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Home News Military nurse midwives ride rollercoaster of emotions with their patients

Military nurse midwives ride rollercoaster of emotions with their patients

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Air Force Lt. Col. Sarah Martin knows the joy and heartbreak of pregnancy. As a certified nurse midwife (and a mother herself), she gets to experience firsthand the highs and lows experienced by moms and moms-to-be. On one occasion, it struck particularly close to home for the certified nurse midwife consultant to the Air Force Surgeon General and now assigned to Brooke Army Medical Center in San Antonio, Texas.

Martin saw a young couple for their first pregnancy and did an initial routine trimester ultrasound. They were people Martin knew socially – they all lived on the same base.

“But unfortunately, it was not a viable pregnancy,” said Martin. “It was very upsetting, and it’s hard, not only as a provider but as their neighbor, having to break this news.”

Martin said the couple didn’t give up, though. Within a year, the woman came back pregnant, and Martin was able to help them through the pregnancy to a healthy and happy delivery. “Their little boy is three now. So that was very special for me: seeing them through that saddest time in their lives to a successful delivery. Nature finds a way,” she said with a smile.

Martin is one of a small group of providers in the Military Health System – less than 100 in all services worldwide – who are midwives. They specialize in low-risk pregnancy care and delivery, as well as obstetrics/gynecological care. Most patients come in for routine well-woman exams, as well as PAP smears, fertility and contraceptive education, lactation advice and help, and treatments for menopause. If the care women require elevates, midwives work with doctors to transfer that care without gaps. Martin pointed to her own irony that despite being a midwife, she had both of her children by C-section, demonstrating how midwives work with doctors to make sure that patient experience is the priority. She said her midwife was still part of the birthing process.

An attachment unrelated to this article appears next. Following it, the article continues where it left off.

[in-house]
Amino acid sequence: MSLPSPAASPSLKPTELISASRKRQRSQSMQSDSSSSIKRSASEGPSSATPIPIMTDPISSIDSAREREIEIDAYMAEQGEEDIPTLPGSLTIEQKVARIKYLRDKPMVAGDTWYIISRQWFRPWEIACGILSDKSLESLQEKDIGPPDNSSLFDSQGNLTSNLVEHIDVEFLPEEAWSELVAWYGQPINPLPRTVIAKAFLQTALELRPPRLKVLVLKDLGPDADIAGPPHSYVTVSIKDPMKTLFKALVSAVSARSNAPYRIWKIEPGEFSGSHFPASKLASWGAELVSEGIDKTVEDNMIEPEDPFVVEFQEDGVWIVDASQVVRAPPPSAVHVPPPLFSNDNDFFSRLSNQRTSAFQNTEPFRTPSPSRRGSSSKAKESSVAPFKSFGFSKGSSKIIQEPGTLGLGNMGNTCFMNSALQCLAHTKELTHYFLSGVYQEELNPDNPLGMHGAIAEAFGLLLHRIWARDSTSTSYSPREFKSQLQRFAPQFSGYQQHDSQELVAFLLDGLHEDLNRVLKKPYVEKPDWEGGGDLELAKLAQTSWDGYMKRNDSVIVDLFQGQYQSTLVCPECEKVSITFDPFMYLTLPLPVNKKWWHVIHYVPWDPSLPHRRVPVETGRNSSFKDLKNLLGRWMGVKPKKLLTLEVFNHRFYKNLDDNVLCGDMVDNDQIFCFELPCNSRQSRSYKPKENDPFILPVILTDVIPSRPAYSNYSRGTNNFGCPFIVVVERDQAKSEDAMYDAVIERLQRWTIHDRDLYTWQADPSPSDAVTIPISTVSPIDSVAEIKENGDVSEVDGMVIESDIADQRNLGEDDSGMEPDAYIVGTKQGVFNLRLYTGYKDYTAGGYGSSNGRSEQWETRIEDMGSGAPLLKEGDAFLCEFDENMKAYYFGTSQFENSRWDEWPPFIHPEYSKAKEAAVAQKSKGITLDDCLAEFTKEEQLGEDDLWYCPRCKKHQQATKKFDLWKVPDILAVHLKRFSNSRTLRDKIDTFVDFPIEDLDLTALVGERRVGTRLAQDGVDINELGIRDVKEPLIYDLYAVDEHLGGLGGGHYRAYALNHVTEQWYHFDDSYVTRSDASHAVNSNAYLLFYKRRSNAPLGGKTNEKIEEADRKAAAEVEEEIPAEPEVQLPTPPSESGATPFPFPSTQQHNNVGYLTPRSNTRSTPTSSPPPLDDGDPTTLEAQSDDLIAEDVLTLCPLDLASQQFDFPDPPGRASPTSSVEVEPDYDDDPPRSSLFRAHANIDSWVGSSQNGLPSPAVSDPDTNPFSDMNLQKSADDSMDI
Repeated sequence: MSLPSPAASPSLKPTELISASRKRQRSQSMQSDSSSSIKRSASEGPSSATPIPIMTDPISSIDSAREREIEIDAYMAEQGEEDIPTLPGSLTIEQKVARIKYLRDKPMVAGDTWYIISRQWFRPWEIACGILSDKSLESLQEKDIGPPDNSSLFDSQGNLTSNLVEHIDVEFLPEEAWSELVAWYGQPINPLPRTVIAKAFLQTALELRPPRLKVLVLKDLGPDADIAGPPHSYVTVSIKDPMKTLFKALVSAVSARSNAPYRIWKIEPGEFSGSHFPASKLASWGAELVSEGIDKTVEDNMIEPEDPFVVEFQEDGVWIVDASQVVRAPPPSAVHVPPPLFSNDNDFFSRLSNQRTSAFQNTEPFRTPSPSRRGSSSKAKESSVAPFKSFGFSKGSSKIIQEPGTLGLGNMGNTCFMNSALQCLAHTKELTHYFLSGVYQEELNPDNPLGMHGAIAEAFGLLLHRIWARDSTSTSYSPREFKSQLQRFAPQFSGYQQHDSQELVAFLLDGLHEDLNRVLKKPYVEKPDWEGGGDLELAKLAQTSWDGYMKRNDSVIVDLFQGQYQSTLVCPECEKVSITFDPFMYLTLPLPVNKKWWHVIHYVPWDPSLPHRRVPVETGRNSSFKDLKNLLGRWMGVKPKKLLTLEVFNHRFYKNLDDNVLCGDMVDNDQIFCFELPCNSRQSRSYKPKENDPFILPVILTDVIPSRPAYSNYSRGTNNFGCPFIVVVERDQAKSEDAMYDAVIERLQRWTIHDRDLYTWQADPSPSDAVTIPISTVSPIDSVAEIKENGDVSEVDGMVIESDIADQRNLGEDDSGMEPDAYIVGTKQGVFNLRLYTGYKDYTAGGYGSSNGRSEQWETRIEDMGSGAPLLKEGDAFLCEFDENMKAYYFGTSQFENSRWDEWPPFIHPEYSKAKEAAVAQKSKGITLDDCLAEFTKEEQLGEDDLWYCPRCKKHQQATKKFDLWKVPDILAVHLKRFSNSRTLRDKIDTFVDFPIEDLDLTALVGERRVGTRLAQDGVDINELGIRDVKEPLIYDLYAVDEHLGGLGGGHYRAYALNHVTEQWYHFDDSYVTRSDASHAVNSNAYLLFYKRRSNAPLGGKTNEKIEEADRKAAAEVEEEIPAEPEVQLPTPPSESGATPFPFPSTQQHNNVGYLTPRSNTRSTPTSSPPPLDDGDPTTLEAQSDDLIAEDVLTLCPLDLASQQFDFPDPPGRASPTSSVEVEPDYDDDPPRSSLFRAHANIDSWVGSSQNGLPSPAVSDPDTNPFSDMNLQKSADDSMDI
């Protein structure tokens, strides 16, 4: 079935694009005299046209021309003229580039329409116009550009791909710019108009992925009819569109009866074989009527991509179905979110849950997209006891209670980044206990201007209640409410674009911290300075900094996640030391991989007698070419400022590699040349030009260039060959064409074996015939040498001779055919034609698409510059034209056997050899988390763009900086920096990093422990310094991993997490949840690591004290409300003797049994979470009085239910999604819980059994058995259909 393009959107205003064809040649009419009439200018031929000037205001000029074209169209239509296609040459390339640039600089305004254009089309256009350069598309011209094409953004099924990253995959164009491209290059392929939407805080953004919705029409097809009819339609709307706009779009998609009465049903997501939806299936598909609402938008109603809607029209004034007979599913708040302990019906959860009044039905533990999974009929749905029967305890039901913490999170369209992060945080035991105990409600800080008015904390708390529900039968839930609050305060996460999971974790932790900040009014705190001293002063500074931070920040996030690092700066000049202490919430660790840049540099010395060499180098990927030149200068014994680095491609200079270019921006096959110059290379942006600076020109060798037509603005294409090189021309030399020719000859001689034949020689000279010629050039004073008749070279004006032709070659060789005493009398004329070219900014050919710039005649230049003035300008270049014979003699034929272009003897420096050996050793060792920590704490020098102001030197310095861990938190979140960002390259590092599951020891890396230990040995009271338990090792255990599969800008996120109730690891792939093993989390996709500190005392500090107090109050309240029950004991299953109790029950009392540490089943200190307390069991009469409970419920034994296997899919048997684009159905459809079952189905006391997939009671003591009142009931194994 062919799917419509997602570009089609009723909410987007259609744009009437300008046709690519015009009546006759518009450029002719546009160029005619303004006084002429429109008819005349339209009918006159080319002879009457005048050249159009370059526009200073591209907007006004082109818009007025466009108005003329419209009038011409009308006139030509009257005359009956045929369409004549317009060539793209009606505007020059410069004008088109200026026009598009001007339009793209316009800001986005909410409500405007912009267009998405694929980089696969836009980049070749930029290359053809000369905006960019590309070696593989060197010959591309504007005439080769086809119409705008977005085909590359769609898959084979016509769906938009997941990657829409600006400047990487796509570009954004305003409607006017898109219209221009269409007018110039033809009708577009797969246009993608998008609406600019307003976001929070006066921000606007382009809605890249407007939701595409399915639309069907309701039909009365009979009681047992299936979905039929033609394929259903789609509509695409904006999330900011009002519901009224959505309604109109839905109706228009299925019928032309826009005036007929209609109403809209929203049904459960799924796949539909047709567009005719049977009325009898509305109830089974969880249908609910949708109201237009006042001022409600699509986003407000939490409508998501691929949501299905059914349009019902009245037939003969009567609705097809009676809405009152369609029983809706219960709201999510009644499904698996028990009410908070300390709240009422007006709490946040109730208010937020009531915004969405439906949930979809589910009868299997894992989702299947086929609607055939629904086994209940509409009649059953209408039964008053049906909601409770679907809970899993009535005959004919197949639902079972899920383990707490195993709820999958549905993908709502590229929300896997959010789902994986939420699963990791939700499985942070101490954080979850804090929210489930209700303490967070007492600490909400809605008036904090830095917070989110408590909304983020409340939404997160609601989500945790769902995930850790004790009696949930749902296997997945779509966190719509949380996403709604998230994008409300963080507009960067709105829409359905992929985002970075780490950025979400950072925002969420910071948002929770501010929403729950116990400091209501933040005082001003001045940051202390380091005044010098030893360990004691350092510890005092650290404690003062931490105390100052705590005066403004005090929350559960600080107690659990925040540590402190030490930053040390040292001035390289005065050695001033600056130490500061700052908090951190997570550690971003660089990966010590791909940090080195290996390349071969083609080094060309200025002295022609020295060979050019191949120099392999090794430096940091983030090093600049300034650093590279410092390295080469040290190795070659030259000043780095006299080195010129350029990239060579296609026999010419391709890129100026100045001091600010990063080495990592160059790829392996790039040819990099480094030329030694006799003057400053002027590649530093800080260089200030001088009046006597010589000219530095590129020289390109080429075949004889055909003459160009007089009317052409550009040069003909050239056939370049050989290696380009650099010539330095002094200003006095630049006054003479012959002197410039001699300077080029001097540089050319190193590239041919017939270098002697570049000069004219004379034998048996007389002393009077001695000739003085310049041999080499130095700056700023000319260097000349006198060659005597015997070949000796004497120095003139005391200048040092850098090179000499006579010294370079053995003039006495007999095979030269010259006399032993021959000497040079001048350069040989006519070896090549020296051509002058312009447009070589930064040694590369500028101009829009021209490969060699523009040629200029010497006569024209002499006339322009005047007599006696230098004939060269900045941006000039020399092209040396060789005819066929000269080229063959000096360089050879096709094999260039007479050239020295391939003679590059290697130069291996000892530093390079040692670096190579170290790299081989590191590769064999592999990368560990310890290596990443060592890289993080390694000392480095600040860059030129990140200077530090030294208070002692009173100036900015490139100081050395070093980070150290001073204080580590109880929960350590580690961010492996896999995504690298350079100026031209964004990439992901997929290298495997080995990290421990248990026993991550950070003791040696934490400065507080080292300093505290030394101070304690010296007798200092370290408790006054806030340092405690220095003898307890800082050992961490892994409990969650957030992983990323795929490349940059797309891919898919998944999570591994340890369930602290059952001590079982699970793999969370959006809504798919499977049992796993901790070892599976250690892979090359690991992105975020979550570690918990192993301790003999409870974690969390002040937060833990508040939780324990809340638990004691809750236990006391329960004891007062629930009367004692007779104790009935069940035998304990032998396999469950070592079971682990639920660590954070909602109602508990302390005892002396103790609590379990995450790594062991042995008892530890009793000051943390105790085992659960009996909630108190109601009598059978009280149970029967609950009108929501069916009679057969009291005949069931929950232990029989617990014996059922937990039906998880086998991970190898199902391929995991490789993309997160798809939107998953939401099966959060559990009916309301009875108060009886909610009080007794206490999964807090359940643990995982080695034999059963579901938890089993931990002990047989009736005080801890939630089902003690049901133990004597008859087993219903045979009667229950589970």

“We don’t just hand over patients; usually, we’re the first to assist on C-sections,” said Martin, adding her own experience helps her be empathetic to other moms. “I can counsel my patients that if they can’t have their babies naturally, there’s nothing wrong with that. Sometimes, things are beyond our control. But you’ll get through it, you’ll have a healthy baby, and you’ll be healthy. And that’s really the outcome we want.”

TRICARE also covers certified nurse midwife services, provided the midwife is certified by the American Midwifery Certification Board and licensed in the state where they practice, if required by that state. Certified nurse midwifes are independent practitioners who do not require supervision by a physician. However, midwife services by a registered nurse who is not a certified nurse midwife may be covered with a physician's referral and supervision.

Midwife services in the Military Health System have been recognized recently for several achievements. Army Maj. Elizabeth Nutter, a consultant to the Army Surgeon General for the Nurse Midwife Program, was the recipient of the 2016 Kitty Ernst Award from the American College of Nurse-Midwives. The award honors an exceptional, relatively new certified nurse midwife (certified for less than 10 years) who has demonstrated innovative, creative endeavors in midwifery and/or women's health clinical practice, education, administration, or research. Beaumont Army Medical Center at Fort Bliss, Texas, received the International Board of Lactation Consultant Examiners and the International Lactation Consultant Association Care Award, which recognizes maternity and community-based facilities worldwide that hire currently certified breastfeeding consultants.





“It can be very trying, but it also can be very rewarding,” said Martin. “Families rely on you, even when it’s not the outcome they expected or wanted.”


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